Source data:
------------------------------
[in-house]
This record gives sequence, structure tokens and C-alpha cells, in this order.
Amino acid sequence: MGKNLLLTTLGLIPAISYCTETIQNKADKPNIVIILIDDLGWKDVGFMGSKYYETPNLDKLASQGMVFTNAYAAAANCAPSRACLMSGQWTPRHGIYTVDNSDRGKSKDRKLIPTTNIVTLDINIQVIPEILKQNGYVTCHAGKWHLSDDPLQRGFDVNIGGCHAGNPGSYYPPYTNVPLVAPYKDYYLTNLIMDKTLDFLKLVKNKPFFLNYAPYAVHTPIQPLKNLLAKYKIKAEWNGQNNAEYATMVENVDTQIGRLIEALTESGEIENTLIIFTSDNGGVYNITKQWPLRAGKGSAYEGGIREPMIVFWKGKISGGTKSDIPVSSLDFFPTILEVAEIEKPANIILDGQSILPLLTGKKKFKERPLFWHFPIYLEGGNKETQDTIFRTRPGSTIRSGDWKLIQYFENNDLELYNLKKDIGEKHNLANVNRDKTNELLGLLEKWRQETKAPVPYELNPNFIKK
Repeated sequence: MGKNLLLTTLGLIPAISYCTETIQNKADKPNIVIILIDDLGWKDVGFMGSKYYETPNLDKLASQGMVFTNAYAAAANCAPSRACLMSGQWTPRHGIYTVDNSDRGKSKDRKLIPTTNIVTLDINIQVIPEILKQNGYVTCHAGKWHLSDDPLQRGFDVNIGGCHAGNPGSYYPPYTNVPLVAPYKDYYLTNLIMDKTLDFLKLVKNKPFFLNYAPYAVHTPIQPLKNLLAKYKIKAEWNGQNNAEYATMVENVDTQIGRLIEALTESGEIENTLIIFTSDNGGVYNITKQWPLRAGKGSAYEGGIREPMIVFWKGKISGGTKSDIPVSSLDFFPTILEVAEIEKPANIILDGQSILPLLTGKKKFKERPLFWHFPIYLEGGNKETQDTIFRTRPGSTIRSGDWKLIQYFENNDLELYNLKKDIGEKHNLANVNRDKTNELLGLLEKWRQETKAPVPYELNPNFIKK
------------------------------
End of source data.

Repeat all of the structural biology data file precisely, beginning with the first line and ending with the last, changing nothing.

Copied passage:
[in-house]
This record gives sequence, structure tokens and C-alpha cells, in this order.
Amino acid sequence: MGKNLLLTTLGLIPAISYCTETIQNKADKPNIVIILIDDLGWKDVGFMGSKYYETPNLDKLASQGMVFTNAYAAAANCAPSRACLMSGQWTPRHGIYTVDNSDRGKSKDRKLIPTTNIVTLDINIQVIPEILKQNGYVTCHAGKWHLSDDPLQRGFDVNIGGCHAGNPGSYYPPYTNVPLVAPYKDYYLTNLIMDKTLDFLKLVKNKPFFLNYAPYAVHTPIQPLKNLLAKYKIKAEWNGQNNAEYATMVENVDTQIGRLIEALTESGEIENTLIIFTSDNGGVYNITKQWPLRAGKGSAYEGGIREPMIVFWKGKISGGTKSDIPVSSLDFFPTILEVAEIEKPANIILDGQSILPLLTGKKKFKERPLFWHFPIYLEGGNKETQDTIFRTRPGSTIRSGDWKLIQYFENNDLELYNLKKDIGEKHNLANVNRDKTNELLGLLEKWRQETKAPVPYELNPNFIKK
Repeated sequence: MGKNLLLTTLGLIPAISYCTETIQNKADKPNIVIILIDDLGWKDVGFMGSKYYETPNLDKLASQGMVFTNAYAAAANCAPSRACLMSGQWTPRHGIYTVDNSDRGKSKDRKLIPTTNIVTLDINIQVIPEILKQNGYVTCHAGKWHLSDDPLQRGFDVNIGGCHAGNPGSYYPPYTNVPLVAPYKDYYLTNLIMDKTLDFLKLVKNKPFFLNYAPYAVHTPIQPLKNLLAKYKIKAEWNGQNNAEYATMVENVDTQIGRLIEALTESGEIENTLIIFTSDNGGVYNITKQWPLRAGKGSAYEGGIREPMIVFWKGKISGGTKSDIPVSSLDFFPTILEVAEIEKPANIILDGQSILPLLTGKKKFKERPLFWHFPIYLEGGNKETQDTIFRTRPGSTIRSGDWKLIQYFENNDLELYNLKKDIGEKHNLANVNRDKTNELLGLLEKWRQETKAPVPYELNPNFIKK